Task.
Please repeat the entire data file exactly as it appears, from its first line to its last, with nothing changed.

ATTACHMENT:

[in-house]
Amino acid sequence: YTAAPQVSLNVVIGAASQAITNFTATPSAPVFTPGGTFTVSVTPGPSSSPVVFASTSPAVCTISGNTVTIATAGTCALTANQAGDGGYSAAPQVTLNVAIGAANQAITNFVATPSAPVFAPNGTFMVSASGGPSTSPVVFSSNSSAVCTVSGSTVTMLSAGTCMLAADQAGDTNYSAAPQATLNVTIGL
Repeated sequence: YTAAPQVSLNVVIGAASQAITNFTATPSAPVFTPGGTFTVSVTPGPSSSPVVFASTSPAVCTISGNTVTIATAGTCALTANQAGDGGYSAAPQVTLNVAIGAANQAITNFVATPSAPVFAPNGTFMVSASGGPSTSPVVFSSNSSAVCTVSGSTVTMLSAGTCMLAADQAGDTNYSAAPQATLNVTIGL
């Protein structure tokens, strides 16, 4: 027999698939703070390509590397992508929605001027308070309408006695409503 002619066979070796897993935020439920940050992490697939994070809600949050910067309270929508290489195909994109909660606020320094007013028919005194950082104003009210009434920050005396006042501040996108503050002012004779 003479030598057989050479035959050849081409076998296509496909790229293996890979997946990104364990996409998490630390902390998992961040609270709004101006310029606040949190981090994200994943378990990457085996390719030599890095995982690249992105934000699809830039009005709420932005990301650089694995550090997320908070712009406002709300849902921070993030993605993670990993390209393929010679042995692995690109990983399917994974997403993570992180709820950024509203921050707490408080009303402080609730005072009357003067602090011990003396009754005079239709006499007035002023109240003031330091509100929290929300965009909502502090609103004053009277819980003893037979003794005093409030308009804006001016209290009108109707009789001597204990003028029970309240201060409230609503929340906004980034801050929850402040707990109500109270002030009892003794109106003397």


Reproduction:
[in-house]
Amino acid sequence: YTAAPQVSLNVVIGAASQAITNFTATPSAPVFTPGGTFTVSVTPGPSSSPVVFASTSPAVCTISGNTVTIATAGTCALTANQAGDGGYSAAPQVTLNVAIGAANQAITNFVATPSAPVFAPNGTFMVSASGGPSTSPVVFSSNSSAVCTVSGSTVTMLSAGTCMLAADQAGDTNYSAAPQATLNVTIGL
Repeated sequence: YTAAPQVSLNVVIGAASQAITNFTATPSAPVFTPGGTFTVSVTPGPSSSPVVFASTSPAVCTISGNTVTIATAGTCALTANQAGDGGYSAAPQVTLNVAIGAANQAITNFVATPSAPVFAPNGTFMVSASGGPSTSPVVFSSNSSAVCTVSGSTVTMLSAGTCMLAADQAGDTNYSAAPQATLNVTIGL
């Protein structure tokens, strides 16, 4: 027999698939703070390509590397992508929605001027308070309408006695409503 002619066979070796897993935020439920940050992490697939994070809600949050910067309270929508290489195909994109909660606020320094007013028919005194950082104003009210009434920050005396006042501040996108503050002012004779 003479030598057989050479035959050849081409076998296509496909790229293996890979997946990104364990996409998490630390902390998992961040609270709004101006310029606040949190981090994200994943378990990457085996390719030599890095995982690249992105934000699809830039009005709420932005990301650089694995550090997320908070712009406002709300849902921070993030993605993670990993390209393929010679042995692995690109990983399917994974997403993570992180709820950024509203921050707490408080009303402080609730005072009357003067602090011990003396009754005079239709006499007035002023109240003031330091509100929290929300965009909502502090609103004053009277819980003893037979003794005093409030308009804006001016209290009108109707009789001597204990003028029970309240201060409230609503929340906004980034801050929850402040707990109500109270002030009892003794109106003397």